“A Valediction Forbidding Mourning”. John Donne (1572-1631) . Metaphysical Conceit.
PowerPoint Slideshow about '“A Valediction Forbidding Mourning”' - nelson
An Image/Link below is provided (as is) to download presentation
Download Policy: Content on the Website is provided to you AS IS for your information and personal use and may not be sold / licensed / shared on other websites without getting consent from its author.While downloading, if for some reason you are not able to download a presentation, the publisher may have deleted the file from their server.
a conceitis an extended metaphor with a complex logic that governs an entire poem or poetic passage. A metaphysical conceit usually draws a comparison between two unrelated or random-seeming things – a connection that is not physical.
In 1611, John Donne wrote "A Valediction: Forbidding Mourning" to his wife, Anne More Donne, to comfort her while he was in France conducting government business and she remained home in Mitcham, England. Like most poetry of Donne's time, it did not appear in print during the poet's lifetime.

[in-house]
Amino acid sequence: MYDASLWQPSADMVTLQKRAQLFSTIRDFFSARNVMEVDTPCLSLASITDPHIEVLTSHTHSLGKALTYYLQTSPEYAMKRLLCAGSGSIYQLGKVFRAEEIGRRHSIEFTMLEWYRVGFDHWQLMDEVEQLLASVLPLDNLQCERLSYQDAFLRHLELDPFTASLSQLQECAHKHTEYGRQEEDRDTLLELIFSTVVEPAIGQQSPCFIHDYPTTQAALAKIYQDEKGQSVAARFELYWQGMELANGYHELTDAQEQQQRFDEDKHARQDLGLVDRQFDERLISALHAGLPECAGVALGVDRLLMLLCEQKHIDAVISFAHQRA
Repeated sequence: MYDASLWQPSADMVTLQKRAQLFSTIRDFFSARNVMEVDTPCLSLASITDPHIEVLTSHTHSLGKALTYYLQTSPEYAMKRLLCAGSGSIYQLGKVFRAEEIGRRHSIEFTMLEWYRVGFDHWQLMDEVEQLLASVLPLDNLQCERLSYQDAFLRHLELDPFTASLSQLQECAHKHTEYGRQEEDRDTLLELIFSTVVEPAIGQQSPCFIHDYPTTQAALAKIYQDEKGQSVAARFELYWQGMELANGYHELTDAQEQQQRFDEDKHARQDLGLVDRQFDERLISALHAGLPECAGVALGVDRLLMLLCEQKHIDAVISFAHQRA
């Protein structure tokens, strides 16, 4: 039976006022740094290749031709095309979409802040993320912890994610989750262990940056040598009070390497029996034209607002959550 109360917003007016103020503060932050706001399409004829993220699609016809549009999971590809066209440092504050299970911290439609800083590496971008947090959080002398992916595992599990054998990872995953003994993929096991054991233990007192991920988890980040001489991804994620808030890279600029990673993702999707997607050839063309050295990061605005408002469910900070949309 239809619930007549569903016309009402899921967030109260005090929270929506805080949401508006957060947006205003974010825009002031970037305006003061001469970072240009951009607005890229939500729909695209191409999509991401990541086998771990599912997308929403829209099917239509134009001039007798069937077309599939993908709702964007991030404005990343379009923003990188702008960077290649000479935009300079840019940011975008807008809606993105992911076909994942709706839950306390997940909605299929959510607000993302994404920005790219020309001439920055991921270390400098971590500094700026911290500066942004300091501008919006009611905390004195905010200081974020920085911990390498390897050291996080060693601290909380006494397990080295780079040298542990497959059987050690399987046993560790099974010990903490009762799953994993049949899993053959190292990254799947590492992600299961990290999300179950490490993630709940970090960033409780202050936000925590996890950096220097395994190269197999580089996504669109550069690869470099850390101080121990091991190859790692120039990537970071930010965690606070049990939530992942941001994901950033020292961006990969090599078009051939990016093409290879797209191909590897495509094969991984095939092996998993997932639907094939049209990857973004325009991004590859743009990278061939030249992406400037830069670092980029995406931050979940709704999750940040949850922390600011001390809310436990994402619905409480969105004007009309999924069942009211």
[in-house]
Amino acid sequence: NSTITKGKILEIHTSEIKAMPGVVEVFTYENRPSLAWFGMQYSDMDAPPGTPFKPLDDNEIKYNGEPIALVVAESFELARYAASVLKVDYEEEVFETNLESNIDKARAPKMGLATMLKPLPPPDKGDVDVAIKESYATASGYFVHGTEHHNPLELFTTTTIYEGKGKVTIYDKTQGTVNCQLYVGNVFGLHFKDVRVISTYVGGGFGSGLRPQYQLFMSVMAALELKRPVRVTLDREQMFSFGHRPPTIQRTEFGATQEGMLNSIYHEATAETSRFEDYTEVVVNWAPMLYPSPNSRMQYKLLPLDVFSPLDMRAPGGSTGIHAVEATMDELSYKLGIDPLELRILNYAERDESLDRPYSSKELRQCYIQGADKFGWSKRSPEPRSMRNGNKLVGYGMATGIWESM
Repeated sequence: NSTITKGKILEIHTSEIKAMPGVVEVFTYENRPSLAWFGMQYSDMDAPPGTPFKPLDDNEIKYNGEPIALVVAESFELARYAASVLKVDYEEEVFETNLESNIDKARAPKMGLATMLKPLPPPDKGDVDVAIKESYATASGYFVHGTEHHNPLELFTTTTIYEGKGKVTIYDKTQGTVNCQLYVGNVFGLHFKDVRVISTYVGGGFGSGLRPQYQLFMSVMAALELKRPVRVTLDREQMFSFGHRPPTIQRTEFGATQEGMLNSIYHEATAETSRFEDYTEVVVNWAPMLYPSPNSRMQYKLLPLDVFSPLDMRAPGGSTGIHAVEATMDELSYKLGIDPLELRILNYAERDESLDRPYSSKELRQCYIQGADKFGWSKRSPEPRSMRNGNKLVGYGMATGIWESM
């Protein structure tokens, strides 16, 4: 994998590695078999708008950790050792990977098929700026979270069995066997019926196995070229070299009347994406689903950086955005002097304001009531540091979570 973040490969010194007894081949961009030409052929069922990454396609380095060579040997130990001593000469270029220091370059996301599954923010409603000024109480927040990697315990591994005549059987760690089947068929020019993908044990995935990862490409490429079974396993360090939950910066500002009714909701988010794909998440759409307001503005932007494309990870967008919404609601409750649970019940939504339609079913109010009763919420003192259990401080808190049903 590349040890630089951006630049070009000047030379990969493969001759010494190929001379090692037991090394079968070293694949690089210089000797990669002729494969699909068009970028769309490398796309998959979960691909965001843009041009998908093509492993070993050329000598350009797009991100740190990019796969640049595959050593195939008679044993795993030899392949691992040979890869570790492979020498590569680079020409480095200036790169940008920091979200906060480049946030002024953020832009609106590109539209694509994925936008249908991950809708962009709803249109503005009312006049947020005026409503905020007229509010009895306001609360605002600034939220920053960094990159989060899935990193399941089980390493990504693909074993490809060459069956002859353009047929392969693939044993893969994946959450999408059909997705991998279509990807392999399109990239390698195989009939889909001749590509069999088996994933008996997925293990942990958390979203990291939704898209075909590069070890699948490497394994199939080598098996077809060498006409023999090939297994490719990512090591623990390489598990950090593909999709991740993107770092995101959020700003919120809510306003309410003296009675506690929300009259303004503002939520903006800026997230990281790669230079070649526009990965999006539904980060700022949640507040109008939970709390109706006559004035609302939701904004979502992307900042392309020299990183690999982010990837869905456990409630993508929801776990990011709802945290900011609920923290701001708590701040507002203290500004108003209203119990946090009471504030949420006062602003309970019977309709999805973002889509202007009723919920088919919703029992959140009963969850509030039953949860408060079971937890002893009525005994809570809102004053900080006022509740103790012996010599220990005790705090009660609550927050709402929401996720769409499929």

Donne worked for a time as secretary for Sir Thomas Edgerton. When he fell in love with Anne More, the niece of Edgerton's second wife, he knew Edgerton and Ann's father, Sir George More, would disapprove of the marriage.
He married her anyway, in 1601, the year she turned 17. As a result, he lost his job and was jailed for a brief time.
Sir Robert Drury befriended him and took Donne on a diplomatic mission with him to France and other countries.
Donne's separation from his wife at this time provided him the occasion for writing "A Valediction: Forbidding Mourning." She was pregnant when he was leaving.
Anne bore him twelve children, five of whom died in early childhood or at birth. She died in 1617 at the age of thirty-three. He lived until 1631, fourteen years later, and died at the age of fifty-nine.